Using The CRON Unix/Linux Program Scheduler
CRON is a Unix/Linux program scheduler. It'll automatically execute commands on your server according to a schedule you specify.
Almost anything that needs to be done according to a schedule and that doesn't need direct human supervision can be set up with Unix/Linux CRON.
To create a CRON schedule, put a list of commands and their schedules in a plain text file. This text file is called the "CRON table." Upload the CRON table to your server. Then telnet or SSH to your server.
Once at your server, type CRONtab filename replacing "filename" with the file name of the CRON table you uploaded to your server. This will register your CRON table with the CRON system.
If you want to verify that the CRON system has indeed registered your CRON table, type:
(the letter el, not the number 1). That will display a list of the current registered CRON schedules.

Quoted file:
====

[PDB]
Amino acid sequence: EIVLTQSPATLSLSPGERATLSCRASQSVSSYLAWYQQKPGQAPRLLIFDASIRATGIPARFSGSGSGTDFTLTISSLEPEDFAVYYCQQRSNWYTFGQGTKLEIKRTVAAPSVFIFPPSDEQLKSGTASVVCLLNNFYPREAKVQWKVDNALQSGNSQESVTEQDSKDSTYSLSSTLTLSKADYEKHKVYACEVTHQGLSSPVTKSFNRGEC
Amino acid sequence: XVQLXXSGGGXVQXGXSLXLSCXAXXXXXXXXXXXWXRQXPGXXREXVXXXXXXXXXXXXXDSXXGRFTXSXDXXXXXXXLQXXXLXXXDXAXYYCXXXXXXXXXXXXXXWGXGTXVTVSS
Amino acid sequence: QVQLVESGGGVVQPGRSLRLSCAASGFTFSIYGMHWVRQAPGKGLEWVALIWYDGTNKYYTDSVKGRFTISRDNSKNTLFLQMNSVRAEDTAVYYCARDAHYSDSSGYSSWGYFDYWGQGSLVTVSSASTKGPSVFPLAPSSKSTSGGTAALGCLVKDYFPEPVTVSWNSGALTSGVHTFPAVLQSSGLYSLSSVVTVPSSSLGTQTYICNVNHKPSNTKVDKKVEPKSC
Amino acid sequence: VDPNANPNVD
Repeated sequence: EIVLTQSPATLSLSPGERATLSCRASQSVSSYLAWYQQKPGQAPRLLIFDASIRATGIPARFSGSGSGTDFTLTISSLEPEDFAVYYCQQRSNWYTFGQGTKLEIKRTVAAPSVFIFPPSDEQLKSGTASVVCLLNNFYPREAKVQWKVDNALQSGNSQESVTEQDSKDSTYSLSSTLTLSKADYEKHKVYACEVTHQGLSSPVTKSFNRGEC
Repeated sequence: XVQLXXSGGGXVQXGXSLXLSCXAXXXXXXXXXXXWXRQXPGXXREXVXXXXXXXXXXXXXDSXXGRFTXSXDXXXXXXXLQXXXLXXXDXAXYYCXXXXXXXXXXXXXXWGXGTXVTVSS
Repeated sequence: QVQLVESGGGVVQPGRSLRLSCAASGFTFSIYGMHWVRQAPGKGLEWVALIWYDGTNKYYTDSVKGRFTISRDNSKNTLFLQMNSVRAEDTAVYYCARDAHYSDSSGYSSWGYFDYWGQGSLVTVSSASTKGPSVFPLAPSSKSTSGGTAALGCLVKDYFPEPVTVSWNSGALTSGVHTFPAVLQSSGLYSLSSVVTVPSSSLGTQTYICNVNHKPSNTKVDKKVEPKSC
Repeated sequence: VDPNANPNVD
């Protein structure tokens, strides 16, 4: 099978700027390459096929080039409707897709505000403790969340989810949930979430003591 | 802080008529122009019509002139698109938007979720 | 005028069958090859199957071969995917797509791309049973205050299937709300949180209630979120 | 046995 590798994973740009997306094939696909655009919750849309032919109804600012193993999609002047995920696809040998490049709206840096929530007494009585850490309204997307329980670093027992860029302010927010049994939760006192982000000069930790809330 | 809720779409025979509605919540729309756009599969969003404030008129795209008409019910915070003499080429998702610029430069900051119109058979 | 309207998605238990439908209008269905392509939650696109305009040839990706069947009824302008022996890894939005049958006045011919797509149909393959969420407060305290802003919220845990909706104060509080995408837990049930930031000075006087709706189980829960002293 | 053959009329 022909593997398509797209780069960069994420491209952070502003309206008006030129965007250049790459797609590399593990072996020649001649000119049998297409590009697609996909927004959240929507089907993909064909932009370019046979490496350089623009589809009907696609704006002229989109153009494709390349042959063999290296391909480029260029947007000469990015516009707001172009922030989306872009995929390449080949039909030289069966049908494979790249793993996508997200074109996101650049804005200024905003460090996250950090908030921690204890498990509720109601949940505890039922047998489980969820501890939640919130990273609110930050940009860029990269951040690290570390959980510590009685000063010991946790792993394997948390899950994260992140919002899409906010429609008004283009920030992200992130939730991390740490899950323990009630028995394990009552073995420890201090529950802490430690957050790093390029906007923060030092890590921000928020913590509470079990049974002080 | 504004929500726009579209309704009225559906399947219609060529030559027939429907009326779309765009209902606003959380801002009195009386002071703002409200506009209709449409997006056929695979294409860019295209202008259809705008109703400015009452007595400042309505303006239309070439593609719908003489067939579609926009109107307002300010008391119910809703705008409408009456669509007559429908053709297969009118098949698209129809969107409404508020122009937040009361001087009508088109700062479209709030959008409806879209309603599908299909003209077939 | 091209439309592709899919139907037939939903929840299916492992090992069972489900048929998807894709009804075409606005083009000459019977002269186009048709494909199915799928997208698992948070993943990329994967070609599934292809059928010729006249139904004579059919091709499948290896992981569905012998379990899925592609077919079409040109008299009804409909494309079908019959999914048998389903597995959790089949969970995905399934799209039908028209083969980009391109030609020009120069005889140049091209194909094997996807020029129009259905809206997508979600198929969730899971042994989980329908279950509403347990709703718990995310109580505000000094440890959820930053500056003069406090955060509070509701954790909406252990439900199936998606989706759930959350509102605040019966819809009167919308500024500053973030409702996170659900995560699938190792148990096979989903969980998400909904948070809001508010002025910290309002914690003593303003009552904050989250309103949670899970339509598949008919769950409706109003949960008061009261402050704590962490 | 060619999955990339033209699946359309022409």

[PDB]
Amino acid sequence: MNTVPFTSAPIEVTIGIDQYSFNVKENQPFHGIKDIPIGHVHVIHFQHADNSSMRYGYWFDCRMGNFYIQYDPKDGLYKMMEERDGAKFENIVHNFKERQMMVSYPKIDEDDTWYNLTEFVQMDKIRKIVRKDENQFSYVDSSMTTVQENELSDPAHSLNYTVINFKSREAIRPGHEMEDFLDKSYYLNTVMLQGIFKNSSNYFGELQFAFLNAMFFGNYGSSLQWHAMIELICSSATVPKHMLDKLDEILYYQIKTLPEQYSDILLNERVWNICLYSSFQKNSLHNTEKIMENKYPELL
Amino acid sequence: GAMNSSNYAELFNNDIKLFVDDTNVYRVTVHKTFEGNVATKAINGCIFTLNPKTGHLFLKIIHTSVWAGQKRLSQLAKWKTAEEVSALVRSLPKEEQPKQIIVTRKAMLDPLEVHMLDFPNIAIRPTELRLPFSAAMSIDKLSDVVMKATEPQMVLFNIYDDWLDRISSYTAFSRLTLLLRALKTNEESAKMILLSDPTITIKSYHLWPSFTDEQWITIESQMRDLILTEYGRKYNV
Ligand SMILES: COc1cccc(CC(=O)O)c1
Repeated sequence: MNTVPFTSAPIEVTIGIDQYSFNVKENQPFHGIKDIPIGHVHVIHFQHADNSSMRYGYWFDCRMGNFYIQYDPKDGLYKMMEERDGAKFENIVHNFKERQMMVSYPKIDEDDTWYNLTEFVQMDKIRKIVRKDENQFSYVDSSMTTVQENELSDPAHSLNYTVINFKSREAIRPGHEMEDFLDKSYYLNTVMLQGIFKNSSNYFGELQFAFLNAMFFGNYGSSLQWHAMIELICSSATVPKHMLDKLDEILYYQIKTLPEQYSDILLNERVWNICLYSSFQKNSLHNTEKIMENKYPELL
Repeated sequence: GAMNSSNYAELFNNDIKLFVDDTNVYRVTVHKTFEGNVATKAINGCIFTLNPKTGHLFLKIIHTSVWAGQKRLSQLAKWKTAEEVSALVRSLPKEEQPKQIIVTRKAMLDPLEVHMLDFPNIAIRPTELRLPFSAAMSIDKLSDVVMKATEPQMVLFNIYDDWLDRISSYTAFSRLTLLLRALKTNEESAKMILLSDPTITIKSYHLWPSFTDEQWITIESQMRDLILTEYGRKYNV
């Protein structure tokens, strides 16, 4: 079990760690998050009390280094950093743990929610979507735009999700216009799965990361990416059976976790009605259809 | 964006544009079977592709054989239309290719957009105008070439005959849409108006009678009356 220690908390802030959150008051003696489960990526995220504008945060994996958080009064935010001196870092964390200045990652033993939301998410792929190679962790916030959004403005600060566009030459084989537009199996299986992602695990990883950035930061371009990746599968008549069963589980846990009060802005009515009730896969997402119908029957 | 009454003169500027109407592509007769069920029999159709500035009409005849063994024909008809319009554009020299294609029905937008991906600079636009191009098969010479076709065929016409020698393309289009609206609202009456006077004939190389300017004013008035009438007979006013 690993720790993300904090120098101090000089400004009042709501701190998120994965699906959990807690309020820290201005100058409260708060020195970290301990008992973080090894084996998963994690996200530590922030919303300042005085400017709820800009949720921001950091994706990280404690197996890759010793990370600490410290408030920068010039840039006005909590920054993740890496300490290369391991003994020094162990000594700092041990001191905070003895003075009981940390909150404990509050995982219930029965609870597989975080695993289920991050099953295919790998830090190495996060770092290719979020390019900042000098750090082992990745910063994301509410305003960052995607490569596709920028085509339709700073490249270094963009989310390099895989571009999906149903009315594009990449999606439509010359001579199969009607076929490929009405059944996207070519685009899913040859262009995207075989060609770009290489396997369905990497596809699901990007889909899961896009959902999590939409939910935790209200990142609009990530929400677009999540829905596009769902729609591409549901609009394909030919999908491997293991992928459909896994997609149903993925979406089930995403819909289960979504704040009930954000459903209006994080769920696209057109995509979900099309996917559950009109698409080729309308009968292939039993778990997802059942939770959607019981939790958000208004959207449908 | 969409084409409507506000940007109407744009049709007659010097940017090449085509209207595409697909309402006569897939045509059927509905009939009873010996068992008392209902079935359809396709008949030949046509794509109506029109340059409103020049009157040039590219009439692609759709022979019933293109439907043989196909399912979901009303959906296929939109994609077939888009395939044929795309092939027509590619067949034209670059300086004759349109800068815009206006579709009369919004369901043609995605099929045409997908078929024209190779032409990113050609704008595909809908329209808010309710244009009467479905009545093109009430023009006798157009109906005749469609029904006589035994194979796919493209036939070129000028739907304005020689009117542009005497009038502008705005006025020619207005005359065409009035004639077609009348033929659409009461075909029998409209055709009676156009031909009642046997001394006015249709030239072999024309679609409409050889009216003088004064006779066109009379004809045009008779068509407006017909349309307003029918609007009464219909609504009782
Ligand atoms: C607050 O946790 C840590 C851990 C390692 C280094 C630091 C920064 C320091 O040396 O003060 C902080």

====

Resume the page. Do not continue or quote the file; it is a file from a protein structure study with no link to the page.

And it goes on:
The CRON Table
The CRON table has six fields. The first five fields are schedule time fields and the sixth is the command itself:
1. The minute of the hour the command shall execute.
2. The hour the command shall execute.
3. The day of the month the command shall execute.
4. The month the command shall execute.
5. The day of the week the command shall execute.
6. The command.
All six fields are on one line. There is one space between each field. Only field 6 may contain spaces within itself. Here is an example of what a schedule might look like:
10 3 1 1 * /usr/bin/perl /www/cgi-bin/script.cgi